Photo Jonno Rattman / New Yorker
Bruce Davidson

Born in Oak Park, Illinois, Bruce Davidson has been interested in photography since age ten. While attending the Rochester Institute of Technology and Yale University, he continued studying photography and was particularly inspired by the work of Henri Cartier-Bresson and W. Eugene Smith. After military service he worked for LIFE in 1957 before joining Magnum, the cooperative photo agency founded in 1947 by Henri Cartier-Bresson, Robert Capa, George Rodger, and Chim (David Seymour). In his early work, Davidson typically selected subjects who were unusual or isolated from society, including a widow living in a Paris garret, a dwarf clown, and a teenage Brooklyn gang. He received a Guggenheim Fellowship to photograph events and figures of the civil rights movement, and in 1967 received the first photography grant awarded by the National Endowment for the Arts. He spent the next two years photographing one city block in New York City’s East Harlem, publishing this work as East 100th Street (1970), one of his many books. In the early 1980s, Davidson made an extensive color photographic survey of New York’s subways; more recently he has worked in Central Park. His work as appeared in The New York Times, Times Magazine, LIFE, Vogue, Esquire, and other publications worldwide, and his work as been shown at the Museum of Modern Art, the Walker Art Center, the National Museum of American Art, ICP and other museums.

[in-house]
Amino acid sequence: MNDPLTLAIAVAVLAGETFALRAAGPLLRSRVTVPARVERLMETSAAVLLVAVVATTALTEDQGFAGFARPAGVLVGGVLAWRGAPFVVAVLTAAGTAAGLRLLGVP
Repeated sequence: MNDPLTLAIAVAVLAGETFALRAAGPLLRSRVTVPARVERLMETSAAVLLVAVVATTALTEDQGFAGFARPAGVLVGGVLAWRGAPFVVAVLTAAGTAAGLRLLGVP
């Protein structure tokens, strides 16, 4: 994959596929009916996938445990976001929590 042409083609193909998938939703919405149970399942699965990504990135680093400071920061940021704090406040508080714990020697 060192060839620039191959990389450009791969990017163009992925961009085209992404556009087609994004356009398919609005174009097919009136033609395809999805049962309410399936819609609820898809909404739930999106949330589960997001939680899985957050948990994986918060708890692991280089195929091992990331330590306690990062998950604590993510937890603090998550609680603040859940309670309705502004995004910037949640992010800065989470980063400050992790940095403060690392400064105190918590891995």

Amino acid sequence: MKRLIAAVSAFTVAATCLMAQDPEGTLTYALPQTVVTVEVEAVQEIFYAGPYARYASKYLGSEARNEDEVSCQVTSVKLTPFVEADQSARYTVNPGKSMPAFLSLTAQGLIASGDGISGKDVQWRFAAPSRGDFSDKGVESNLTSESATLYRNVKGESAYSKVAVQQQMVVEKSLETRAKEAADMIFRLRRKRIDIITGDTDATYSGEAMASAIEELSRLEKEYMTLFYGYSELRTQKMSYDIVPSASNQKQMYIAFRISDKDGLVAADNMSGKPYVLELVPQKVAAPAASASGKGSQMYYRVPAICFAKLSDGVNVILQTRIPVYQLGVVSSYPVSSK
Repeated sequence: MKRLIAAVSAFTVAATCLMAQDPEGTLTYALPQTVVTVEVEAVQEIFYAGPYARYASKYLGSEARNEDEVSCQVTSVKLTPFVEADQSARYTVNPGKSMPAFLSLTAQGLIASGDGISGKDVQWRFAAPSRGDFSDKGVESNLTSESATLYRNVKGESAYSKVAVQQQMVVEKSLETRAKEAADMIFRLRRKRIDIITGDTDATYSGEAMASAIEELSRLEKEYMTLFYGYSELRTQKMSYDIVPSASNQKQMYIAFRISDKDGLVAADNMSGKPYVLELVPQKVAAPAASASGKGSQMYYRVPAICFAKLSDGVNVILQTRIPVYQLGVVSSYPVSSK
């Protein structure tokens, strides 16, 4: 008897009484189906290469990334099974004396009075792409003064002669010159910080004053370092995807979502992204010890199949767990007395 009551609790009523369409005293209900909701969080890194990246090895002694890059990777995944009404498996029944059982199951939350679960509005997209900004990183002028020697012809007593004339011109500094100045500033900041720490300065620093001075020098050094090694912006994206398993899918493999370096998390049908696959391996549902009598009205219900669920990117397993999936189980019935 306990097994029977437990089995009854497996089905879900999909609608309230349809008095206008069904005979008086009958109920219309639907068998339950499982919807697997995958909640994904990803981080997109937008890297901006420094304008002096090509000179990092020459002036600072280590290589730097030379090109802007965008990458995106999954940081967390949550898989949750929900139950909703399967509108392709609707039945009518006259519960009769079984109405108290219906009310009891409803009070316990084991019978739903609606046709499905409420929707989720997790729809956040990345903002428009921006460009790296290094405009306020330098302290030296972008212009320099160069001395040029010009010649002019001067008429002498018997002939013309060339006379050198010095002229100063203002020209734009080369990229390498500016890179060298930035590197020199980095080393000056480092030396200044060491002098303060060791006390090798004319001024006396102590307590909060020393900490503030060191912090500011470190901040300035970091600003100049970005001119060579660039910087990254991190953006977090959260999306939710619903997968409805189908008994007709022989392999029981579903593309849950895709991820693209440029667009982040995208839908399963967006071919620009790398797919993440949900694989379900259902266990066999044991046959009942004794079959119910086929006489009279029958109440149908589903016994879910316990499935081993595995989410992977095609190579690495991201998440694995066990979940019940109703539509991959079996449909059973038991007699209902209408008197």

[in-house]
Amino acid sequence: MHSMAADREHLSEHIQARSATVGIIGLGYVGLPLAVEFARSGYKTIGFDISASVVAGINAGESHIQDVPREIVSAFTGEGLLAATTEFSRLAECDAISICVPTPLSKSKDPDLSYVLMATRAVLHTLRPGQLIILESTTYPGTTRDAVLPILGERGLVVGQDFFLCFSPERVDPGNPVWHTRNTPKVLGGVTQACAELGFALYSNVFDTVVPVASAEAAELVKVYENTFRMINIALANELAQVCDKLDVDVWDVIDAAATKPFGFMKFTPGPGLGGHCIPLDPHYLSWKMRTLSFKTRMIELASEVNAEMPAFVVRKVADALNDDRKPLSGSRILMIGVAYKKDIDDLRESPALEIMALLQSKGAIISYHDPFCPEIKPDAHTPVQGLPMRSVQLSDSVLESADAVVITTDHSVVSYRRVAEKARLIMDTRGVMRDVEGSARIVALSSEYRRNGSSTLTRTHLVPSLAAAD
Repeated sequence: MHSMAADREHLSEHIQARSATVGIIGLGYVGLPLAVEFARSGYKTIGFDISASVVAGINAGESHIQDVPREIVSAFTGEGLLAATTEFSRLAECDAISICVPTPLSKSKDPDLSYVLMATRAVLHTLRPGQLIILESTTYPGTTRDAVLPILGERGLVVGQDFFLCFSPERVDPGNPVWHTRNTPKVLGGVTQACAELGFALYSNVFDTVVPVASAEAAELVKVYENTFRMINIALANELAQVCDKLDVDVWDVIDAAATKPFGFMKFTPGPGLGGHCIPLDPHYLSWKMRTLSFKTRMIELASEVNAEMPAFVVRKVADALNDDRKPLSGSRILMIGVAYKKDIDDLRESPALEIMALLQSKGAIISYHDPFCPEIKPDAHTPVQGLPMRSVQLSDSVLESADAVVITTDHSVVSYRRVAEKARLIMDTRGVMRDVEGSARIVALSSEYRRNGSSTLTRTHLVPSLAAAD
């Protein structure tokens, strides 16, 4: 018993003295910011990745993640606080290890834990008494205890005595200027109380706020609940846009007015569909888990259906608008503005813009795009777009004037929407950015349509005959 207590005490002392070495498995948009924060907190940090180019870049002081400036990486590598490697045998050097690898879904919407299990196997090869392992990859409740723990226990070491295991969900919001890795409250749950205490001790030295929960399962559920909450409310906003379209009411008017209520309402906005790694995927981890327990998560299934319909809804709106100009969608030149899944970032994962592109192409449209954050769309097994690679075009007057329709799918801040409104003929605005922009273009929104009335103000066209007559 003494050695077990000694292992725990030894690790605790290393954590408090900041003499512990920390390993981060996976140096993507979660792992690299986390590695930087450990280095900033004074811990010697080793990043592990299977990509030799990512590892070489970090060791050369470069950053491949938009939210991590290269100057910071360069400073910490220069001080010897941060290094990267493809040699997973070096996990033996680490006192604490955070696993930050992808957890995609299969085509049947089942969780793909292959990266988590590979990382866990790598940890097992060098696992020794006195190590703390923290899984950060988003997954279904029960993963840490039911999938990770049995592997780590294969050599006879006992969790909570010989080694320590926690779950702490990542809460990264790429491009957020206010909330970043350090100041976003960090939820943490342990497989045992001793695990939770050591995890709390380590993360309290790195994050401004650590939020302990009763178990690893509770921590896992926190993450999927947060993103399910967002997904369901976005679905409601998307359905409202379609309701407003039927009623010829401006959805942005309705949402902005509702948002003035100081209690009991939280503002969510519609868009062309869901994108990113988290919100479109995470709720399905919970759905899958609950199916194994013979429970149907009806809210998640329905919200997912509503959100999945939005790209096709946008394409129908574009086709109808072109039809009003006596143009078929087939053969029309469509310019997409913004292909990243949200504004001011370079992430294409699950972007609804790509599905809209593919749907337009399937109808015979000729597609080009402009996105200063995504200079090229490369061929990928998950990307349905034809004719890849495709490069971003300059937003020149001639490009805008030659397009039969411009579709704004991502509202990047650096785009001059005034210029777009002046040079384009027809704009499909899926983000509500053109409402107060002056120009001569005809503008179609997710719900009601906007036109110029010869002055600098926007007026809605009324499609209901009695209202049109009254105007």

Bruce Davidson documents the lives of his subjects with sensitivity and sympathy. His photographs express his own desire to observe, understand, and reveal the complexity of people and their communities. He transforms intimately observed details and events into stories about individuals’ lives that reflect concerns and emotions common to all.

[from ICP / Cynthia Fredette]

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